State briefs for December 22


State asks for help protecting monk seal

HONOLULU (AP) — State officials are asking the public to help keep a Hawaiian monk seal pup safe.

The state Department of Land and Natural Resources on Friday asked the public not to feed or approach an 8-month-old pup that’s been frequenting southern Oahu harbors and marinas. Officials said feeding her will likely reduce her chances of survival if she continues to seek out unnatural food sources.

The pup is one of fewer than 1,000 seals alive today. It’s against federal and state laws to feed or approach Hawaiian monk seals, a critically endangered species.

Harbor and marina users who come into contact with her are asked to maintain a distance of at least 150 feet and not make eye contact.

Marinated chicken thighs recalled

HONOLULU (AP) — The U.S. Department of Agriculture said a Kapolei company is recalling about 3,600 pounds of raw, frozen, marinated chicken products.

The department’s Food Safety and Inspection Service said Friday Palama Holdings is recalling 10-pound boxes of May’s Hawaiian style boneless and skinless teriyaki chicken thighs.

They were produced Oct. 15 and Nov. 5. They were distributed for sale on Oahu, Maui and Kauai and to a military commissary. The packages are marked with “EST. P-11077.”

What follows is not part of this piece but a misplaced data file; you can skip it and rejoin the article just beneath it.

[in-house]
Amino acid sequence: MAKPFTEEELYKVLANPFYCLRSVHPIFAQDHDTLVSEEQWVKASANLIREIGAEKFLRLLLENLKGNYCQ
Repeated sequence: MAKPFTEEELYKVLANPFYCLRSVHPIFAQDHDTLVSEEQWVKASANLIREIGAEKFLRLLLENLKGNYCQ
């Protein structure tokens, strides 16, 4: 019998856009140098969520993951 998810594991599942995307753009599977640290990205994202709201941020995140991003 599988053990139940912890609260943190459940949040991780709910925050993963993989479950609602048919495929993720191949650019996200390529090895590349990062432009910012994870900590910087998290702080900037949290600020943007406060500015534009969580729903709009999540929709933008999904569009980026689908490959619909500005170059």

There have been no reports of adverse reactions from consuming the products.

The recall is necessary because of possible improper temperature storage before the products were distributed.

Man drowns after wave capsizes boat

HAGATNA, Guam (AP) — Guam police said a 50-year-old man drowned near the Agana Boat Basin.

Another media outlet reported the man drowned after a wave capsized a boat he and two other men were in. Officer A.J. Balajadia said none were wearing a floatation device.

Two men were pulled from the water, but rescuers didn’t realize another man was unaccounted for. Balajadia said rescuers later found the third man floating face down in the water.

Unemployment coverage taxes to fall

HONOLULU (AP) — Hawaii employers won’t have to pay as much in unemployment insurance taxes next year.

The state Department of Labor and Industrial Relations said Thursday unemployment insurance taxes will be cut by an average of 35 percent next year.

The news comes as the state’s unemployment rate sits at a five year-low of 4.4 percent.

The department said employers will pay $130 million less in unemployment insurance taxes.

 

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